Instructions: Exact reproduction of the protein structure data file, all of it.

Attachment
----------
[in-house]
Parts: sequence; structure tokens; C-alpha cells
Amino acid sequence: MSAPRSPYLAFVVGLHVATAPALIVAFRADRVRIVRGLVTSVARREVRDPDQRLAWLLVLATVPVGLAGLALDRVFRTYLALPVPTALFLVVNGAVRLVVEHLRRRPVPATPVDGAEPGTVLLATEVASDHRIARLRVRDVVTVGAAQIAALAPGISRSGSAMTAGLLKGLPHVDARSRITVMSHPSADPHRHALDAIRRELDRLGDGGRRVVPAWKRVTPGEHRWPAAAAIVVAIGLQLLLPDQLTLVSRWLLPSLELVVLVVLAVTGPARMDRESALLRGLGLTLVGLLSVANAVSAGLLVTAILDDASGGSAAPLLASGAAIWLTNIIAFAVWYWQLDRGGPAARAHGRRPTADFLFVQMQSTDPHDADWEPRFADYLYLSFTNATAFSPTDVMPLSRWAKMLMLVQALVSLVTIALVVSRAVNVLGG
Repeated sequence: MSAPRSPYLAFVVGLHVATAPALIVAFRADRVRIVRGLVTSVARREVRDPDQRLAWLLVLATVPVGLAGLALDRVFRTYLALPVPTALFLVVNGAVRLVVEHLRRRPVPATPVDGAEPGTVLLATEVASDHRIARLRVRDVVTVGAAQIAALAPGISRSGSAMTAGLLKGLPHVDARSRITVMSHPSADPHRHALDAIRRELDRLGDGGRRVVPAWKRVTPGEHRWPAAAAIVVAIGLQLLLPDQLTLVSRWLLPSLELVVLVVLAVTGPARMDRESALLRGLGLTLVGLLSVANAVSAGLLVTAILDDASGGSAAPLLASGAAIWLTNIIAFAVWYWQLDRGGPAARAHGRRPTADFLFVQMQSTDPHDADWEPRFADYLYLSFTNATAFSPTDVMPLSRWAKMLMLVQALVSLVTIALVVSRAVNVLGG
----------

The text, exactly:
[in-house]
Parts: sequence; structure tokens; C-alpha cells
Amino acid sequence: MSAPRSPYLAFVVGLHVATAPALIVAFRADRVRIVRGLVTSVARREVRDPDQRLAWLLVLATVPVGLAGLALDRVFRTYLALPVPTALFLVVNGAVRLVVEHLRRRPVPATPVDGAEPGTVLLATEVASDHRIARLRVRDVVTVGAAQIAALAPGISRSGSAMTAGLLKGLPHVDARSRITVMSHPSADPHRHALDAIRRELDRLGDGGRRVVPAWKRVTPGEHRWPAAAAIVVAIGLQLLLPDQLTLVSRWLLPSLELVVLVVLAVTGPARMDRESALLRGLGLTLVGLLSVANAVSAGLLVTAILDDASGGSAAPLLASGAAIWLTNIIAFAVWYWQLDRGGPAARAHGRRPTADFLFVQMQSTDPHDADWEPRFADYLYLSFTNATAFSPTDVMPLSRWAKMLMLVQALVSLVTIALVVSRAVNVLGG
Repeated sequence: MSAPRSPYLAFVVGLHVATAPALIVAFRADRVRIVRGLVTSVARREVRDPDQRLAWLLVLATVPVGLAGLALDRVFRTYLALPVPTALFLVVNGAVRLVVEHLRRRPVPATPVDGAEPGTVLLATEVASDHRIARLRVRDVVTVGAAQIAALAPGISRSGSAMTAGLLKGLPHVDARSRITVMSHPSADPHRHALDAIRRELDRLGDGGRRVVPAWKRVTPGEHRWPAAAAIVVAIGLQLLLPDQLTLVSRWLLPSLELVVLVVLAVTGPARMDRESALLRGLGLTLVGLLSVANAVSAGLLVTAILDDASGGSAAPLLASGAAIWLTNIIAFAVWYWQLDRGGPAARAHGRRPTADFLFVQMQSTDPHDADWEPRFADYLYLSFTNATAFSPTDVMPLSRWAKMLMLVQALVSLVTIALVVSRAVNVLGG